In a former part of these commentaries we expatiated at large on the personal liberty of the subject. It was shewn to be a natural inherent right, which could not be surrendered or forfeited unless by the commission of some great and atrocious crime, nor ought to be abridged in any case without the special permission of law. A doctrine co-eval with the first rudiments of the English constitution; and handed down to us from our Saxon ancestors, notwithstanding all their struggles with the Danes, and the violence of the Norman conquest: asserted afterwards and confirmed by the conqueror himself and his descendants: and though sometimes a little impaired by the ferocity of the times, and the occasional despotism of jealous or usurping princes, yet established on the firmest basis by the provisions of magna carta, and a long succession of statutes enacted under Edward III. To assert an absolute exemption from imprisonment in all cases, is inconsistent with every idea of law and political society; and in the end would destroy all civil liberty, by rendering it’s protection impossible: but the glory of the English law consists in clearly defining the times, the causes, and the extent, when, wherefore, and to what degree, the imprisonment of the subject may be lawful. This induces an absolute necessity of expressing upon every commitment the reason for which it is made; that the court upon an habeas corpus may examine into its validity; and according to the circumstances of the case may discharge, admit to bail, or remand the prisoner.
If the imprisonment were a result of “the ferocity of the times, and the occasional despotism of jealous or usurping princes“, then the law that lead to the imprisonment might be under “color of law” rather than lawful — in accordance with the Constitution.
Blackstone concludes his commentary on the sacred writ in unequivocal terms:
But even upon writs at the common law it is now expected by the court, agreeable to antient precedents and the spirit of the act of parliament, that the writ should be immediately obeyed, without waiting for any alias or pluries; otherwise an attachment will issue. By which admirable regulations, judicial as well as parliamentary, the remedy is now complete for removing the injury of unjust and illegal confinement. A remedy the more necessary, because the oppression does not always arise from the ill-nature, but sometimes from the mere inattention of government.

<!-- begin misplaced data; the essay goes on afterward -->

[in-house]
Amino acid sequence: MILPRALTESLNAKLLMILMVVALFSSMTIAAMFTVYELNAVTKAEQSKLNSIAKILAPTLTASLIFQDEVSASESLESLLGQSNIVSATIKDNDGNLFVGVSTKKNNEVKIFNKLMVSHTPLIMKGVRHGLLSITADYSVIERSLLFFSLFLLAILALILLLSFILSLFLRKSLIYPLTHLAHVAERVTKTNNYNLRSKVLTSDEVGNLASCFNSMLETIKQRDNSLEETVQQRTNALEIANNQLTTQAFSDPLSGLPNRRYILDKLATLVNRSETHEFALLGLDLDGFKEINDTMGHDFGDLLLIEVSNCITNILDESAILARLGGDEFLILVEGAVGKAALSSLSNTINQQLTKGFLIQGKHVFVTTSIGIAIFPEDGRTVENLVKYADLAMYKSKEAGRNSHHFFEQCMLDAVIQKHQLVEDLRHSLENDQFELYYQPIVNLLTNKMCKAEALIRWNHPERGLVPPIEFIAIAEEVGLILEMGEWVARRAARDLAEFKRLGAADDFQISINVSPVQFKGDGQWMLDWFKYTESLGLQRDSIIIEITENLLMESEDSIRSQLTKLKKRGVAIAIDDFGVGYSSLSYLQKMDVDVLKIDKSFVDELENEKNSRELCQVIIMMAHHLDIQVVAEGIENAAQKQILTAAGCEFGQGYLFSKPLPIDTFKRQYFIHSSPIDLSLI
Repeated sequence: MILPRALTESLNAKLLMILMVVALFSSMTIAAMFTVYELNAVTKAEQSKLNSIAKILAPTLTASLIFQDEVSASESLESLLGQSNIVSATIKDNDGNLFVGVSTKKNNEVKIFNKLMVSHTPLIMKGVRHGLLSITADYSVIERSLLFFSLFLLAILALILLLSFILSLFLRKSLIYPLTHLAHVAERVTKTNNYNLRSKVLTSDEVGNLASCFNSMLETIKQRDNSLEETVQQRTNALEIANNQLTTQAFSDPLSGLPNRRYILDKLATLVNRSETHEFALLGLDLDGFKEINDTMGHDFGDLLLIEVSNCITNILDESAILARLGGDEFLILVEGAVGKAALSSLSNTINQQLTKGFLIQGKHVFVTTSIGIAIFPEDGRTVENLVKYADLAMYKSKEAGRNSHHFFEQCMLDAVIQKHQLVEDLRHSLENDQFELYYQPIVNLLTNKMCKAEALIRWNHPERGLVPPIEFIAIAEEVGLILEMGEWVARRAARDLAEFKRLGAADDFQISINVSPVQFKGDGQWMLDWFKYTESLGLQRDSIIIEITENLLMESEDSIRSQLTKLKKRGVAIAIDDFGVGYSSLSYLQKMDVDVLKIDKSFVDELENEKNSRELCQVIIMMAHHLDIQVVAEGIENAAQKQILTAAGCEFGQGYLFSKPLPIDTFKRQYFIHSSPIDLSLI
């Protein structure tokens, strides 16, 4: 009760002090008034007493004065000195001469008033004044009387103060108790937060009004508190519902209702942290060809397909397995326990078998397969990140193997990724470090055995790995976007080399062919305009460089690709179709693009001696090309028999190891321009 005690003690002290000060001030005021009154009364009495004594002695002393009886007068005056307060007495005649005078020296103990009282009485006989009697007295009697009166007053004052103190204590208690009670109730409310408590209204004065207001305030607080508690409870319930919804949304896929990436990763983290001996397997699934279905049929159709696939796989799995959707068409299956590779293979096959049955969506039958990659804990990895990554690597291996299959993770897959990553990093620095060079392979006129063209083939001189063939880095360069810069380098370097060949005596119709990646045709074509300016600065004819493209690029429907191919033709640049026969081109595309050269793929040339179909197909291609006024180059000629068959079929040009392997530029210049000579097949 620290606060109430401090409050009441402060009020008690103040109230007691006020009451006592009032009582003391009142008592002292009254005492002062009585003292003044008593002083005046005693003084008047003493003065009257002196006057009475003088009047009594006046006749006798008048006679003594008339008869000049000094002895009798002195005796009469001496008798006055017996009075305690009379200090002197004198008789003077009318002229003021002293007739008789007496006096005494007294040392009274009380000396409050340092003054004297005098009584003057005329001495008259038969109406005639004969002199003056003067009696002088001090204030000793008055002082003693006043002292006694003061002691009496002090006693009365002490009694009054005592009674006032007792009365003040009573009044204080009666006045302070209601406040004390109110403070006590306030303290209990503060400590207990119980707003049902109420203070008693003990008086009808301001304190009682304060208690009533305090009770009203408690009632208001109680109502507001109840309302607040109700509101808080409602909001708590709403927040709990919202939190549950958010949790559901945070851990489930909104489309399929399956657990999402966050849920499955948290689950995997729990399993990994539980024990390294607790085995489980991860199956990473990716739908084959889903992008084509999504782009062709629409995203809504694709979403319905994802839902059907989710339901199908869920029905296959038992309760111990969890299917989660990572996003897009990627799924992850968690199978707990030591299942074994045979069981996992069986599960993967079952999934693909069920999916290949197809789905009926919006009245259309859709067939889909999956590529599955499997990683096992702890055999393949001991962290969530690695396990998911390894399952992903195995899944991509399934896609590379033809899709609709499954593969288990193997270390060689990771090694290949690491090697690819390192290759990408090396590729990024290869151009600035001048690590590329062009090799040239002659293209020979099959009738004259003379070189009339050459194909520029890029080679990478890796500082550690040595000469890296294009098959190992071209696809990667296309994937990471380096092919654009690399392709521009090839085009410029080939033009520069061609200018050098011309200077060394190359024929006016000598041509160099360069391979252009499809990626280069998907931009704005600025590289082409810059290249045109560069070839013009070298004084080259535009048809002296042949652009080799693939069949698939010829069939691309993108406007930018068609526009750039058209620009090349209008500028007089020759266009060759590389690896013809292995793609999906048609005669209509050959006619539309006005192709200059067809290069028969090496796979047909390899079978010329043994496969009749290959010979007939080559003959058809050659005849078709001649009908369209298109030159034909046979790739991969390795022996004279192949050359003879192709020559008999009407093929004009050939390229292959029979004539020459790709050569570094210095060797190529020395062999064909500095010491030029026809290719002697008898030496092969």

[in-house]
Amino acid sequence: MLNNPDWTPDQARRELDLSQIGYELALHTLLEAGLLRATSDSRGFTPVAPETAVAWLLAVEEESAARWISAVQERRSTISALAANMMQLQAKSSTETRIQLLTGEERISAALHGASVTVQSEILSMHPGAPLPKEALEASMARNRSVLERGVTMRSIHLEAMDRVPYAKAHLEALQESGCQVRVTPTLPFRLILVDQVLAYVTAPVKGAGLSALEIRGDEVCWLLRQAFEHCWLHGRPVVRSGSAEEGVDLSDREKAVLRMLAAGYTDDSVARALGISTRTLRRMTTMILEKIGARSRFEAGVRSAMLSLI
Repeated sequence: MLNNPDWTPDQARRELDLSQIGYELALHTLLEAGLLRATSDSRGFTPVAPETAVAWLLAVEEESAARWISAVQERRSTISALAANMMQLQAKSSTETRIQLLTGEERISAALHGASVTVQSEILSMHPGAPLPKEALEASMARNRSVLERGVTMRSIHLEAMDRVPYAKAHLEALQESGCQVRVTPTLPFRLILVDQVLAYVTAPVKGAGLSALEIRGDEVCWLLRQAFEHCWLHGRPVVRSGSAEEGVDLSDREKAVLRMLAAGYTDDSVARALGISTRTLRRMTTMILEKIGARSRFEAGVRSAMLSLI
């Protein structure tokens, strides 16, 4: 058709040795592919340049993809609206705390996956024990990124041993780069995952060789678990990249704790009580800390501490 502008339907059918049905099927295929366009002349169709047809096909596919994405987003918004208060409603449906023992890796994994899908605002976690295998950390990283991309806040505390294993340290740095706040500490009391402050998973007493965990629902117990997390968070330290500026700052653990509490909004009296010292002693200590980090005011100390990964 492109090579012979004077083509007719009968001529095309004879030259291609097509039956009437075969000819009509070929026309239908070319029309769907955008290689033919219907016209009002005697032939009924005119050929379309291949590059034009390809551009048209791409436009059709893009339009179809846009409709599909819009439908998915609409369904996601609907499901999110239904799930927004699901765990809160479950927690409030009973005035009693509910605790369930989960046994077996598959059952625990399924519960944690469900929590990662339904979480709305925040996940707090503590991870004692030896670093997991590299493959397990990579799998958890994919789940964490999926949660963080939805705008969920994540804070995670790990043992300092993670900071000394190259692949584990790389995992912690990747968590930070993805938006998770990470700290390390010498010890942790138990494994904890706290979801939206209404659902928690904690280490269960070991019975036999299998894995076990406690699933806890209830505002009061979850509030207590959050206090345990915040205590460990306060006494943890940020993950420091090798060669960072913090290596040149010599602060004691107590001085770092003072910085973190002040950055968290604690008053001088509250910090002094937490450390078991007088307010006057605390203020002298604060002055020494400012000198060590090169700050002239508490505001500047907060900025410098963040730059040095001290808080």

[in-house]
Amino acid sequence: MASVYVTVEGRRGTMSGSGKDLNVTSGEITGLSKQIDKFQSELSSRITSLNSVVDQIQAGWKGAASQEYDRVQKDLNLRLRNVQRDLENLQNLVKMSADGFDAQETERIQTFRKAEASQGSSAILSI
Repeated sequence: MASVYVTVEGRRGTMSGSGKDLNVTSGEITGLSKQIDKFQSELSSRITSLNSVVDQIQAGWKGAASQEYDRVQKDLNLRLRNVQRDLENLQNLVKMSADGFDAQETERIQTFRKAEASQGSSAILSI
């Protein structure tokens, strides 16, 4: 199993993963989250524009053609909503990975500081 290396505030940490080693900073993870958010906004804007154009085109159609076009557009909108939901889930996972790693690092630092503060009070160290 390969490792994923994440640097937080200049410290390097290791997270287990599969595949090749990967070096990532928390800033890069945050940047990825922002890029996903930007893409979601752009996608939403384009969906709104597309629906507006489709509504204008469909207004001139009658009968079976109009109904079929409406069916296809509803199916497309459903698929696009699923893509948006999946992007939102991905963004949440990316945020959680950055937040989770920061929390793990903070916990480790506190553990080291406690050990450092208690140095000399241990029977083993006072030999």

Therefore, writs of habeas corpus must be issued; must be immediately obeyed; and, no other filings are required. He also expounds upon what may be the cause of the enactments which are beyond the authority of the government, when he explains that habeas corpus ad subjiciendum is “a remedy the more necessary, because the oppression does not always arise from the ill nature, but sometimes from the mere inattention of government.”
Forty years (1829) after the ratification of the Constitution, William Rawle, a Constitutional scholar, in his “A View of the Constitution of the United States“, provides insight into habeas corpus, as a part of the law of the land.
Reasons will be given hereafter for considering many of the restrictions, contained in the amendments to the Constitution, as extending to the states as well as to the United States, but the nature of the writ of habeas corpus seems peculiarly to call for this construction. It is the great remedy of the citizen or subject against arbitrary or illegal imprisonment; it is the mode by which the judicial power speedily and effectually protects the personal liberty of every individual, and repels the injustice of unconstitutional laws or despotic governors. After erecting the distinct government which we are considering, and after declaring what should constitute the supreme law in every state in the Union, fearful minds might entertain jealousies of this great and all-controlling power, if some protection against its energies when misdirected, was not provided by itself.
In order to protect the personal liberty of every individual and repel the injustice of an unconstitutional law or despotic governors, we have the Writ of Habeas Corpus, in addition to the Bill of Rights.